Australian leader says Trump wanted ‘point of contact’ for Russia probe
SYDNEY (AFP) – Australia’s prime minister on Wednesday played down the significance of a call from Donald Trump as “brief and uneventful”, despite mounting controversy over a politically fraught offer to help the US president.
Scott Morrison said Trump had simply asked him to establish “a point of contact” within Australia’s government for an investigation that the US president hopes will discredit findings that Russia helped his 2016 election campaign.
Morrison said he was “happy” to fulfil Trump’s request on the basis that the country’s ambassador to the United States, Joe Hockey, had already offered Australia’s assistance in the investigation back in May.
“It was fairly uneventful conversation,” Morrison told Sky News. “We’d said we were prepared to assist and cooperate in that investigation, which is not unusual. The US is a significant — in fact, our most signficant — ally and we’re used to sharing a lot of information.”
“Australia would never do anything contrary to our national interest. It would have been, frankly, more surprising had we chosen not to cooperate.”
Close relations with the United States usually enjoy strong bipartisan support in Australia, but that consensus has been tested since Trump took office — with the revelations surrounding the recent phone call sparking concern that Australia may be co-opted into helping Trump tarnish his domestic political rivals.
Earlier on Wednesday, opposition leader Anthony Albanese demanded to know what information Canberra had turned over to Washington.
“The prime minister needs to explain exactly what went on here. He needs to release any transcript and information which is out there,” Albanese said.
“This is quite extraordinary,” he added. “The prime minister needs to make a full statement.”
Morrison did not disclose what, if anything, Australia had provided to the US, saying that the process was now a matter for officials at the bureaucrat level to handle.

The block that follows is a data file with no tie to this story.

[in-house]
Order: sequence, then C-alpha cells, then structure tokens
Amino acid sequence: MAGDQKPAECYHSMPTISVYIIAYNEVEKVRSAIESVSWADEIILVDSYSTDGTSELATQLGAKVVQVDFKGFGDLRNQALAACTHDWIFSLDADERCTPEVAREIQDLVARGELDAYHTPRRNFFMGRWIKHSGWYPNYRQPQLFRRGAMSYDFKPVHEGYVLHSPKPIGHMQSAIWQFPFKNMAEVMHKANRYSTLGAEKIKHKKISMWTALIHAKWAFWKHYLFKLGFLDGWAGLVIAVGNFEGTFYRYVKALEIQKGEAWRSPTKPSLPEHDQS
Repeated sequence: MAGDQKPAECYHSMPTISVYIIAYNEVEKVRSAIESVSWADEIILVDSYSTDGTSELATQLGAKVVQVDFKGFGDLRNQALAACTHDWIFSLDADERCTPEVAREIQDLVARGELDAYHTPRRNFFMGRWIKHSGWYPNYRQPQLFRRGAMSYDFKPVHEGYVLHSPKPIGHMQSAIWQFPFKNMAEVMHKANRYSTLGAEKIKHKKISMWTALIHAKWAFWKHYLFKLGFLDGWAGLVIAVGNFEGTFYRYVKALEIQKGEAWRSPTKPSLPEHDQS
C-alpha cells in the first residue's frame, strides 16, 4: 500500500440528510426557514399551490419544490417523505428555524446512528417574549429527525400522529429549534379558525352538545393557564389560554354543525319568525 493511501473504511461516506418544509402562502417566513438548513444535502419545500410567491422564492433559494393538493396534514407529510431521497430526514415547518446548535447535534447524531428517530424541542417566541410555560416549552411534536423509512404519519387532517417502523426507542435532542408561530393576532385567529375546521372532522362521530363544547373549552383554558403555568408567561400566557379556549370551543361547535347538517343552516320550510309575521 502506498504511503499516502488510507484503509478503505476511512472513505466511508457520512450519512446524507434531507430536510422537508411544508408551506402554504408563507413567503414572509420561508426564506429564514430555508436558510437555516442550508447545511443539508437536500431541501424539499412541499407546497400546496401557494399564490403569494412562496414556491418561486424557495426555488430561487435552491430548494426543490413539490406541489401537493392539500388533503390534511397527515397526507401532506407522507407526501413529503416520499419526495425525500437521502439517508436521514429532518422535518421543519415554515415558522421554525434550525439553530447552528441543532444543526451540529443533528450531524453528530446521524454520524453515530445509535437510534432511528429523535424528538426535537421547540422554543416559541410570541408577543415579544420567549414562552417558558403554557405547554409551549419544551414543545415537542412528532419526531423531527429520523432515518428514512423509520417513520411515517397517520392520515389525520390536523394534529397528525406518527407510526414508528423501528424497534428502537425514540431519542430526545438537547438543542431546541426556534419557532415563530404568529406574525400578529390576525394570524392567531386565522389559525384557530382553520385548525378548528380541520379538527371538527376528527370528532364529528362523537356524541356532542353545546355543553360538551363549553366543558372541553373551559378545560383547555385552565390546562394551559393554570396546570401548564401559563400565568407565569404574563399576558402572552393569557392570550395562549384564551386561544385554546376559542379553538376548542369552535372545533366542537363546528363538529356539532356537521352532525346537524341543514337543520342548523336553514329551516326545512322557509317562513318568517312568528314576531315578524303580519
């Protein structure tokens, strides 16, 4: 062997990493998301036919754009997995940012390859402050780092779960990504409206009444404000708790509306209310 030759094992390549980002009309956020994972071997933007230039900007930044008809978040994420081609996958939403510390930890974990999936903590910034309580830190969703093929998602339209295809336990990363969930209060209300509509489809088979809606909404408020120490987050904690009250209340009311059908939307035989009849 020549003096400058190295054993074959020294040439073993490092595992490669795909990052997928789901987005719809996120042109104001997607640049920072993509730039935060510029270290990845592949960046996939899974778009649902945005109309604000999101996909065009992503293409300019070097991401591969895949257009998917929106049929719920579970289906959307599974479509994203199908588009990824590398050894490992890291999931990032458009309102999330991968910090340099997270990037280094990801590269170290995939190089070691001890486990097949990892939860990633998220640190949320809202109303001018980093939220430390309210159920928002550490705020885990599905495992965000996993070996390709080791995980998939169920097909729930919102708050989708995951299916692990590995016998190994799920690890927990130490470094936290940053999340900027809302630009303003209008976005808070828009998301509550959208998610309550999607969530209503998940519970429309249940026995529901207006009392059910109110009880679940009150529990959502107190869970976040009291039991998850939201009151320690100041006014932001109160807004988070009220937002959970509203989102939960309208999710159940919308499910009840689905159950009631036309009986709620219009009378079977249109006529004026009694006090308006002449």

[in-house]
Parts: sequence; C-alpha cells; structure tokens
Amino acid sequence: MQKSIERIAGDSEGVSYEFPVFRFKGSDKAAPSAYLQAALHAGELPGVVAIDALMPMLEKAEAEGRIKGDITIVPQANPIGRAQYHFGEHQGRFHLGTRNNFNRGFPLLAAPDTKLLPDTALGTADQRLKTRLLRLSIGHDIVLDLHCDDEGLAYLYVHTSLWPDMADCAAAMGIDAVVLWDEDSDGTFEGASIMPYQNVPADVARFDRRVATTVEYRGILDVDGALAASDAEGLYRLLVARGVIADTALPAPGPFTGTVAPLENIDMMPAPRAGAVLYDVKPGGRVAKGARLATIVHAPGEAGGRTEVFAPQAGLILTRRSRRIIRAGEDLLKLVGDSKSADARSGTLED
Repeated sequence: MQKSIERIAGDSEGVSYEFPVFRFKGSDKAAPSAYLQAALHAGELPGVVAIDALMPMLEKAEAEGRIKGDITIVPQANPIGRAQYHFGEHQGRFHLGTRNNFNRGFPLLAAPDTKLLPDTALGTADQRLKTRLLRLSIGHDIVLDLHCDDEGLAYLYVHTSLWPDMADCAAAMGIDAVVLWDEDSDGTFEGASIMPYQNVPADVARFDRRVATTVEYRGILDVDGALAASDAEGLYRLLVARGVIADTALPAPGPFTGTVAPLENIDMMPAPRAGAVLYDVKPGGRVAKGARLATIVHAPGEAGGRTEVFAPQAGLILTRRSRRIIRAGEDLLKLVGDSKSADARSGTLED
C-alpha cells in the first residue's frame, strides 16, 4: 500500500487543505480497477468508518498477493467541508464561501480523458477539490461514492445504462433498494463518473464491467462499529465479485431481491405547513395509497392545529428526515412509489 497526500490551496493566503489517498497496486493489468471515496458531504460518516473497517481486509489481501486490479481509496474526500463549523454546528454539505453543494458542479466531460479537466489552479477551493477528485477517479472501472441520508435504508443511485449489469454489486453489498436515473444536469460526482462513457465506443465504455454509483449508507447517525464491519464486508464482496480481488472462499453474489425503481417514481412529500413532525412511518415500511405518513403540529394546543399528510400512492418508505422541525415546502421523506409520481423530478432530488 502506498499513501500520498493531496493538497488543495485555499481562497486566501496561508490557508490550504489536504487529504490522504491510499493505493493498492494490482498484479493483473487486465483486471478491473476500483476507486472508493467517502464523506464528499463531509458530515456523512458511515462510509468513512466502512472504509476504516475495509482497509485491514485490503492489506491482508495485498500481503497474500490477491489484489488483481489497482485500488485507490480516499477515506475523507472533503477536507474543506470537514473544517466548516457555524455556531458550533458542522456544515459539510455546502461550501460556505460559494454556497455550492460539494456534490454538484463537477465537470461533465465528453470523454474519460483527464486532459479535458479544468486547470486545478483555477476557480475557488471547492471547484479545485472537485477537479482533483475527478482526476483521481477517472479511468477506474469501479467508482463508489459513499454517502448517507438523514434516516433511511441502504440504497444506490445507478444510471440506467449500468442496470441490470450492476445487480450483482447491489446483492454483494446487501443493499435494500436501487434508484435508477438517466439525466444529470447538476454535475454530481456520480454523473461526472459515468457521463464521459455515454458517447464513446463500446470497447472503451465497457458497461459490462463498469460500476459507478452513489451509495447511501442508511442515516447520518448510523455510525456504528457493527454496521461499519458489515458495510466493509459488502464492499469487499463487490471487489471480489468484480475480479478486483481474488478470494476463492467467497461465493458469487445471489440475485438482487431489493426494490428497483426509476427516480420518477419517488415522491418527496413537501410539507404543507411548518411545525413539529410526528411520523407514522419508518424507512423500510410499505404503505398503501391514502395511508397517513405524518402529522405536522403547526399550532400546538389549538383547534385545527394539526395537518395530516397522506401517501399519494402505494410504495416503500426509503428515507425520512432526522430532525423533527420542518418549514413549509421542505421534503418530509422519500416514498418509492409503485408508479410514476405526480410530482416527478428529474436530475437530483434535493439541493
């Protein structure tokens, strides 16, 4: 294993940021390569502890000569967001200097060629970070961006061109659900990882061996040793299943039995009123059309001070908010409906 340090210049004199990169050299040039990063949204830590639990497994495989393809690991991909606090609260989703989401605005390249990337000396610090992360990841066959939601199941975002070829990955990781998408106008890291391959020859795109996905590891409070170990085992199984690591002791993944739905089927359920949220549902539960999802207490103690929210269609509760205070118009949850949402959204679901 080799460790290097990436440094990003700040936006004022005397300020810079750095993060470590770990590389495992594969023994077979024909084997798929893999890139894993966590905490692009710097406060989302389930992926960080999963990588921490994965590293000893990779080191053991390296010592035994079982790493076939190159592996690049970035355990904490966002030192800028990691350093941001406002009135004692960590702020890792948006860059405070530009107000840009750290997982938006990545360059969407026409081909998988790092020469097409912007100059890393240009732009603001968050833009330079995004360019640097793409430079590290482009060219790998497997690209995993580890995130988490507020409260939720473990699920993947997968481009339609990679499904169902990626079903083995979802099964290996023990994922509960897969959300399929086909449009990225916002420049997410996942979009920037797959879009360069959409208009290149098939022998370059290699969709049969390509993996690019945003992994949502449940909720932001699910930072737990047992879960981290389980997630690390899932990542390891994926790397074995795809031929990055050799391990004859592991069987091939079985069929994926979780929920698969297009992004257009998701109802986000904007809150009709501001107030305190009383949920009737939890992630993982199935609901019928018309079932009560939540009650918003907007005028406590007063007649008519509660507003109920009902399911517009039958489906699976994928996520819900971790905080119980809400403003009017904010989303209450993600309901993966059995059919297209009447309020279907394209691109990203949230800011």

Trump and his media allies have long promoted theories that FBI and other investigations into Russia’s role in the 2016 election were prompted by a pro-Democrat “deep state”.
Those largely unsubstantiated allegations have ensnared allies in Britain, Italy and Australia.
One of the catalysts for the FBI probe was a Trump campaign official admitting to the-then Australian ambassador in London that the Russians had “dirt” on Trump’s rival Hillary Clinton.
The campaign official, George Papadopoulos, was jailed for lying to the FBI, but his allegation that the ambassador — former conservative foreign minister Alexander Downer — was one of several “spies” sent to entrap him has gained currency in Trump’s White House.
Downer reported the conversation to top officials in Canberra and ultimately to US authorities.
Australia’s current foreign minister, Marise Payne, on Wednesday refused to say what “material and information”, if any, was exchanged with Trump.
“It’s not my practice to comment on the use of intelligence to secure material,” she told ABC radio.
But she also sought to quell concerns that her government acted inappropriately — saying it would cooperate with Trump only “as far as we can and as far as is appropriate”.